Evidence-Based Public Health
Practice: Using Research and Data to
Improve Your Programs
Helena VonVille
Library Director
University of Texas School of Public Health
This project has been funded in whole or in part with Federal funds from the National Library of Medicine National lnstitutes of Health,
Department of Health and Human Services, under Contract No NO1-LM-6-3505.
Workshop Agenda
Overview of evidence-based public health
practice
 Access health data
 Access to EBPH resources

◦ Systematic reviews
◦ Guidelines

Access to research literature
◦ Online databases
What is evidence-based public
health?

Many definitions
◦ From Evidence-Based Medicine to Evidence-Based Public
Health
 Evidence-based public health is defined as the development,
implementation, and evaluation of effective programs and policies
in public health through application of principles of scientific
reasoning, including systematic uses of data and information
systems, and appropriate use of behavioral science theory and
program planning models. (Brownson, Ross C., Elizabeth A. Baker,
Terry L. Leet, and Kathleen N. Gillespie, Editors. Evidence-Based
Public Health. New York: Oxford University Press, 2003.)
◦ E-Roadmap to Public Health Practice Concepts (New
Hampshire Institute for Health Policy and Practice)
 Developing, implementing, and evaluating public health programs
or public health policies (in public health terms an "intervention")
that have 1) data demonstrating their effectiveness and 2) a
grounding in a health behavior theory or ecological model of
health.
What is evidence-based public
health?

Many definitions
◦ “The process of integrating science-based
interventions with community preferences to
improve the health of populations.” (Kohatsu
ND, Robinson JG, Torner JC. Evidence-based
public health: An evolving concept. Am J Prev
Med. 2004 Dec;27(5):417-21.)
What is evidence-based public
health?

Improve community health
◦ Involve the community
 Community-based participatory research
◦ Use research and data
◦ Don’t forget what you already know
Steps for EBPH
Develop an initial statement of the issue
 Gather data to quantify it
 Use the research literature to determine
what is already known
 Develop program or policy options
 Create an implementation plan
 Evaluate the program or policy plan

O'Neall, M. A., & Brownson, R. C. (2005). Teaching evidence-based public health to public health
practitioners. Annals of Epidemiology, 15(7), 540-544.
Step 1: Develop an initial statement
of the issue
What is the health issue?
 What are the forces that might shape this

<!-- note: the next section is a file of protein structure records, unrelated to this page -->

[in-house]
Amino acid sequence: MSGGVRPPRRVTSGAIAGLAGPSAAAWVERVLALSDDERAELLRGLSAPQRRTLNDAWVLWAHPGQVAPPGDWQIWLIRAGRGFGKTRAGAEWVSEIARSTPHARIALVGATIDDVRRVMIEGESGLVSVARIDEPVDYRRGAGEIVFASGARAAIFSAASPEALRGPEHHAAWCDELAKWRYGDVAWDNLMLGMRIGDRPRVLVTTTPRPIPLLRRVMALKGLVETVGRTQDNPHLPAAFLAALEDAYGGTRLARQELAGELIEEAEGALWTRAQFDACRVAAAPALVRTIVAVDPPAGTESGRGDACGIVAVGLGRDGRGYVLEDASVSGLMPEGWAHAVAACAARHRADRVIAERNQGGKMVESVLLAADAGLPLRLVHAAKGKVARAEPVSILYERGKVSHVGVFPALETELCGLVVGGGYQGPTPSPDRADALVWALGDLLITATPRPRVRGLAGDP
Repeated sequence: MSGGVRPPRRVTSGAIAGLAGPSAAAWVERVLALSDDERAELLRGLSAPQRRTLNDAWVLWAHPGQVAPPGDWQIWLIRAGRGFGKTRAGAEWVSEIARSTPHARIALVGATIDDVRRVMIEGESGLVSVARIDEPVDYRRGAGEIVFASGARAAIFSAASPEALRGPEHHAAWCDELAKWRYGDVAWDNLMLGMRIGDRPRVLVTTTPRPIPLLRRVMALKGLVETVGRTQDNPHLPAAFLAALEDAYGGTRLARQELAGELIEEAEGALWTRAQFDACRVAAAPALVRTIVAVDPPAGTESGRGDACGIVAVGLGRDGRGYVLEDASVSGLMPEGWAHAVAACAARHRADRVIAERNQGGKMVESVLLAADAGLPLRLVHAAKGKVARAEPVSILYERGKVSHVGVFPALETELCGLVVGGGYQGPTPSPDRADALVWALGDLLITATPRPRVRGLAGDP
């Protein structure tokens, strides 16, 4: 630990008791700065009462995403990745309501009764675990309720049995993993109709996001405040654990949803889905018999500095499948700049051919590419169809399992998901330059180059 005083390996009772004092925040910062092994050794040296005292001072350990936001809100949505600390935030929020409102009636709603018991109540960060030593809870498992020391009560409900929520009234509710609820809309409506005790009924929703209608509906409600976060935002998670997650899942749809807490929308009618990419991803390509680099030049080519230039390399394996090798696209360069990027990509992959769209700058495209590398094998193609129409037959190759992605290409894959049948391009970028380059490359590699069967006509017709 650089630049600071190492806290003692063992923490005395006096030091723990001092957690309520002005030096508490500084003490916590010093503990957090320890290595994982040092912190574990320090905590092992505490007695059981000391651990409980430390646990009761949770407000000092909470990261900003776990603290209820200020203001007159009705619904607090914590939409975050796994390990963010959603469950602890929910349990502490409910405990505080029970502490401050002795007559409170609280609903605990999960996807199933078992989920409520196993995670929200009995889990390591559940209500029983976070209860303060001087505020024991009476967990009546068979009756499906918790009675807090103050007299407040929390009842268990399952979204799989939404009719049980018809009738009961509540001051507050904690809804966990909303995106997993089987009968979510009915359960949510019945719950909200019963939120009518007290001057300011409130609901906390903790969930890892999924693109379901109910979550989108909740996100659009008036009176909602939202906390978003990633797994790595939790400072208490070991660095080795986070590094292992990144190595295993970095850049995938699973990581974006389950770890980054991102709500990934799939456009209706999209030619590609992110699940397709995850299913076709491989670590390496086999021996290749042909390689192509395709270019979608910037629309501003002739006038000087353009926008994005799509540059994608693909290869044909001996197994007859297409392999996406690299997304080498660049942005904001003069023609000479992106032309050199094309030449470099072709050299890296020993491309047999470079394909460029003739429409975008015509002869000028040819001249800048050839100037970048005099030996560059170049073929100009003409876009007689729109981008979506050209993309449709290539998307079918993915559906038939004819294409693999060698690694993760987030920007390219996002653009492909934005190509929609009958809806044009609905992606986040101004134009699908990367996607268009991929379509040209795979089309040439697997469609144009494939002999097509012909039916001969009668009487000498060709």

issue? Political? Personal? Social norms?
Environmental?
 Who are key stakeholders?

◦ Including community members

What do you know in general about the
problem?
Step 1: Develop an initial statement
of the issue

Use PICO (from EBM) to begin define question
◦
◦
◦
◦

P: Population
I: Intervention
C: Comparison
O: Outcome
Use a logic model to begin your strategic planning
◦ Inputs, activities, outputs, results (short/long term)
◦ W.K. Kellogg Foundation Logic Model Development
Guide
 http://www.wkkf.org/Pubs/Tools/Evaluation/Pub3669.pdf
◦ Logic model tutorials (CDC)
 http://apps.nccd.cdc.gov/dashoet/logic_model_1/menu.html
 http://apps.nccd.cdc.gov/dashoet/logic_model_2/index.html
Step 2: Quantify the Issue

Public Health Surveillance
◦ “..continuous and systematic process of
collection, analysis, interpretation, and
dissemination of descriptive information for
monitoring health problems.”1
◦ “…for use in public health action to reduce
morbidity and mortality and to improve
health.” 2
1Buehler, J.W.
(1998). Surveillance. In: Rothman KJ, Greenland S. Modern epidemiology (3rd ed., 435-57).
Philadelphia, PA: Lippencott-Raven.
2 Guidelines Working Group. (2001). Updated guidelines for evaluating public health surveillance systems.
MMWR 50(RR13):1-35. Retrieved March 2, 2008 from:
http://www.cdc.gov/mmwr/preview/mmwrhtml/rr5013a1.htm
Step 2: Quantify the Issue
Types of Surveillance Systems

Vital Statistics
◦ Birth and death
◦ Reported to CDC
 See http://wonder.cdc.gov for more

Notifiable diseases
◦ Lists of notifiable diseases at
http://www.cdc.gov/epo/dphsi/phs/infdis.htm
◦ Changes throughout the years
Buehler, J.W. (1998). Surveillance. In: Rothman KJ, Greenland S. Modern epidemiology (3rd ed., 43557). Philadelphia, PA: Lippencott-Raven.